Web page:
Ice – Ice the surgical site at least 3-4 times a day for 20 minutes at a time. Ice more than this but be sure that the skin is not getting too cold (especially if you have had a nerve block and the sensation is compromised). Motorized cooling device (arranged before surgery), ice bags, freezer wraps, or even frozen peas are options. When icing, have a protective layer between the skin and the ice. Be very diligent with icing. Check the skin to be sure it is not getting injured (frostbite) by the ice.
Knee Patient Note – Knee surgery requires additional post surgical care for risk of blood clots.
- Know the signs and symptoms of blood clots. Pain, commonly, cramping pain (like a Charlie horse) and swelling in the calf and lower leg should trigger an IMMEDIATE call to the doctor.
- Blood clot prevention is recommended for both legs. Special stockings, known as thromboembolism-deterrent (TED) hose, should be worn on both the treated and untreated leg as much as possible, to control swelling and to decrease blood clot formation.
Ongoing Post-Operative Care – Following the initial period of post-operative care, there is a longer season of on-going patient process. It may include:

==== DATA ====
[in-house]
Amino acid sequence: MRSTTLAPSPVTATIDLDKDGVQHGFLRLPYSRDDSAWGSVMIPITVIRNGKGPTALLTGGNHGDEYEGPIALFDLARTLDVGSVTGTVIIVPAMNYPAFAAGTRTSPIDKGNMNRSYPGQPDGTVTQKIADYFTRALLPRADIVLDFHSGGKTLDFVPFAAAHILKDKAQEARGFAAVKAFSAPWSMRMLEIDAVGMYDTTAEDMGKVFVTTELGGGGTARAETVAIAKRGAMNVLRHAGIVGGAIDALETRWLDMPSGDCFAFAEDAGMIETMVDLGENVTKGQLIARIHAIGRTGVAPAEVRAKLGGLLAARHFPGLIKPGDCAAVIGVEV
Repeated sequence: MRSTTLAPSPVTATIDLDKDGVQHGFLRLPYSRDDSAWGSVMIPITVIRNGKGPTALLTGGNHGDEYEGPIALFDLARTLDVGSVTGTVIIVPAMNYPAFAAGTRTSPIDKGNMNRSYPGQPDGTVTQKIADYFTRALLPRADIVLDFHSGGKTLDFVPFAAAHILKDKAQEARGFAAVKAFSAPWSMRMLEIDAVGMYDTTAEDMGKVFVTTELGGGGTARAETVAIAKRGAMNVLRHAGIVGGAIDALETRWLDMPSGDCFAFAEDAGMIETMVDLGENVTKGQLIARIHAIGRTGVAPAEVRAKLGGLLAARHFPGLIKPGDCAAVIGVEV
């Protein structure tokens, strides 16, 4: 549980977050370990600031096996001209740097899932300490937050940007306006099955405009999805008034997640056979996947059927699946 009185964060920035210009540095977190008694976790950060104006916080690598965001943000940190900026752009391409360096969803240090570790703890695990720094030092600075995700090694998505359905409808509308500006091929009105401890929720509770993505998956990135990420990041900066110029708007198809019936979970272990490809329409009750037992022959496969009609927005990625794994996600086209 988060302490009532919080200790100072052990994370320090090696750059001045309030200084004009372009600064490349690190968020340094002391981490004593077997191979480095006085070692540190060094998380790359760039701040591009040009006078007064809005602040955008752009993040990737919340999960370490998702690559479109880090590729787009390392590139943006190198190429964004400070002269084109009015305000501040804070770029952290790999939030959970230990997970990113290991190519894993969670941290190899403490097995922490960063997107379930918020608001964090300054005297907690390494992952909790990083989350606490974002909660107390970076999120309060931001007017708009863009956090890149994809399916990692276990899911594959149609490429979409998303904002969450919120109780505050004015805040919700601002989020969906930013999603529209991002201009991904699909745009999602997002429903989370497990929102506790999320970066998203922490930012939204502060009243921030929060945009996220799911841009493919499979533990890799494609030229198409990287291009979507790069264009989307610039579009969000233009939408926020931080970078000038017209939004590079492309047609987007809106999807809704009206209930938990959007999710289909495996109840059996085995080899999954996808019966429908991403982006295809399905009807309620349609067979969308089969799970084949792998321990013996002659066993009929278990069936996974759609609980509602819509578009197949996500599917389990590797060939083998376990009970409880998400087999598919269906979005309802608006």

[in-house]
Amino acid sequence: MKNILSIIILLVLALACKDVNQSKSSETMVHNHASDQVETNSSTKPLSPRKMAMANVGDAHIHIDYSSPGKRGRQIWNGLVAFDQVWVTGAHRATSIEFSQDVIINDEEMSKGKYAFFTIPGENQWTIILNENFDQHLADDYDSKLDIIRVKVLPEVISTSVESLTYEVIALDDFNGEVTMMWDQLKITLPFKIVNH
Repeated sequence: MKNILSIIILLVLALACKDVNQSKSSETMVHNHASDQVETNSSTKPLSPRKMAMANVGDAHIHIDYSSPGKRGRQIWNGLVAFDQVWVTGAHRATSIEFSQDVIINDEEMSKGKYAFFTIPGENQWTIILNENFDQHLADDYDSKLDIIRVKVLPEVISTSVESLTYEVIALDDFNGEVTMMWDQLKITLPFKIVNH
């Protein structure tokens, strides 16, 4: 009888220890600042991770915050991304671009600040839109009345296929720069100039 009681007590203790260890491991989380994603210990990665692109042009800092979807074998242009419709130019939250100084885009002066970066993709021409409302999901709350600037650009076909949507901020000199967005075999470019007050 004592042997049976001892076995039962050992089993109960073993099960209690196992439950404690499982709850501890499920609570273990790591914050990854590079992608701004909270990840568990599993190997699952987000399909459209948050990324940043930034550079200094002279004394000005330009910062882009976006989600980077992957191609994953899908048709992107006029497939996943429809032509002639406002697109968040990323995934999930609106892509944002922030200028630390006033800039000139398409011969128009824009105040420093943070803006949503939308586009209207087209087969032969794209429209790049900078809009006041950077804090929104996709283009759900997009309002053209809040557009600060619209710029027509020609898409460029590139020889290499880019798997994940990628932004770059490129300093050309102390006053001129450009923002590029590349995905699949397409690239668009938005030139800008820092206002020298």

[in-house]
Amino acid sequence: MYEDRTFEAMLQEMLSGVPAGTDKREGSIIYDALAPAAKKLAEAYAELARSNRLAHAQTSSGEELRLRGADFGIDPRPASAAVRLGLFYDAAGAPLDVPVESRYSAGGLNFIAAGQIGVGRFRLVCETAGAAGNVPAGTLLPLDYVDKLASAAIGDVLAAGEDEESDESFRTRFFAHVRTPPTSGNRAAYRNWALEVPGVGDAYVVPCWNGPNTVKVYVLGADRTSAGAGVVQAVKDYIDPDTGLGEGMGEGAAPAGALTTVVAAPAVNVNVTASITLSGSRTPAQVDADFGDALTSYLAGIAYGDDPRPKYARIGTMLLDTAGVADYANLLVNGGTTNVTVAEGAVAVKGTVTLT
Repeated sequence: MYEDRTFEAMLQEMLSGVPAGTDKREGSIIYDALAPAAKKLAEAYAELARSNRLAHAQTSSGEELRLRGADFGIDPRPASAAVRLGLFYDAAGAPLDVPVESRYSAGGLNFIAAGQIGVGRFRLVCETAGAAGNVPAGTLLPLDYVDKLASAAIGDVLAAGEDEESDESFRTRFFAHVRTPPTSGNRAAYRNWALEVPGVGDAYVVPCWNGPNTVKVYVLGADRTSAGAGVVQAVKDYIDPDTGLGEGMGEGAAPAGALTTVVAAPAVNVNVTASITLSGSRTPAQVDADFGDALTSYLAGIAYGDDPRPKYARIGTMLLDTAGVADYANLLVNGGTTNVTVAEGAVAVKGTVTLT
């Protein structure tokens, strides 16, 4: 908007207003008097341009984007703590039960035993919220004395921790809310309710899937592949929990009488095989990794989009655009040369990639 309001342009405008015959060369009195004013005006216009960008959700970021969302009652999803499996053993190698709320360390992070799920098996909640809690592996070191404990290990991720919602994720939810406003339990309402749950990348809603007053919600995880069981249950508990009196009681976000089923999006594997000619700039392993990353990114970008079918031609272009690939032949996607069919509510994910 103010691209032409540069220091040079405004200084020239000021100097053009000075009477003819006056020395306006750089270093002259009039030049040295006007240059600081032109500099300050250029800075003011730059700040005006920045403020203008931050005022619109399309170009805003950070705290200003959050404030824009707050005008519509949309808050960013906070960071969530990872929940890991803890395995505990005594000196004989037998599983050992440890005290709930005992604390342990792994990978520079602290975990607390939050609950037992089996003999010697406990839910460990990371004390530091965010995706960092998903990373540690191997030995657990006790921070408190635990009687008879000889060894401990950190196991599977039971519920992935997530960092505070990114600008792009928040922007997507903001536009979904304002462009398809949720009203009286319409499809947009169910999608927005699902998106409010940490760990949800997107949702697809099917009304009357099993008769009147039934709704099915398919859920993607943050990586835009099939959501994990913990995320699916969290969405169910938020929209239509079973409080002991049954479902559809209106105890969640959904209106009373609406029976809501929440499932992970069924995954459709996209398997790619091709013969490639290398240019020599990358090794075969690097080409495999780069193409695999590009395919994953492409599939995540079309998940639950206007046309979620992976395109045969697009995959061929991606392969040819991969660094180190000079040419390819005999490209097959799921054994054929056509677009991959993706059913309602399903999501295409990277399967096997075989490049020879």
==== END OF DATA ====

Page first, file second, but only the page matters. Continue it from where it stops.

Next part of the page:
- Physical therapy
- Assisted devices
- Pain management
Physical Therapy – Patients will be given specific exercises to follow, beginning as soon as the surgeon recommends, as well as at different time frames during rehabilitation. Often, range- of-motion movements will be prescribed right away. These movements are used to minimize swelling and reduce scar tissue formation. Follow these instructions carefully. Do not advance, or let the Physical Therapist advance the physical therapy treatment beyond the normal time frames unless directed so by the surgeon. Physical therapy prescription, with instructions, will be provided when indicated.
Assisted Devices – Patients may require assistance devices to promote recovery. Crutches help alleviate weight bearing for lower extremity surgeries. A brace can help stabilize and compress the operative area. A sling will support, limit and stabilize an upper extremity. Patient instructions as to duration, frequency and proper use should be followed carefully.
Pain Medication – Typically, post-operative pain medications are prescribed beforehand. Pain medications may include MS Contin (Morphine Sulfate) / Percocet / Oxycodone / Vicodin / Norco / Dilaudid. These are controlled substance narcotics that help control pain. These narcotic pain medications cannot be called into the pharmacy. A hard copy prescription must be presented in person. Plan appropriately to fill it. Refills will be authorized only as necessary.
Remember responsible use of narcotics. Do not mix with alcohol or marijuana. Do not drive. Do not take additional acetaminophen.
Other Medications – For a range of needs, patients may also be prescribed the following.
Valium (Diazepam) – is a Benzodiazepine for muscle spasms and helps to relieve anxiety and insomnia
Flexeril (Cyclobenzaprine) – is a muscle relaxant use to decrease muscle spasms
Aspirin – Take one 81mg aspirin daily for two (2) weeks following knee surgery to thin the blood unless otherwise advised. Please let Dr. Cunningham’s team know if you have ever had a blood clot or have a strong family history of clotting.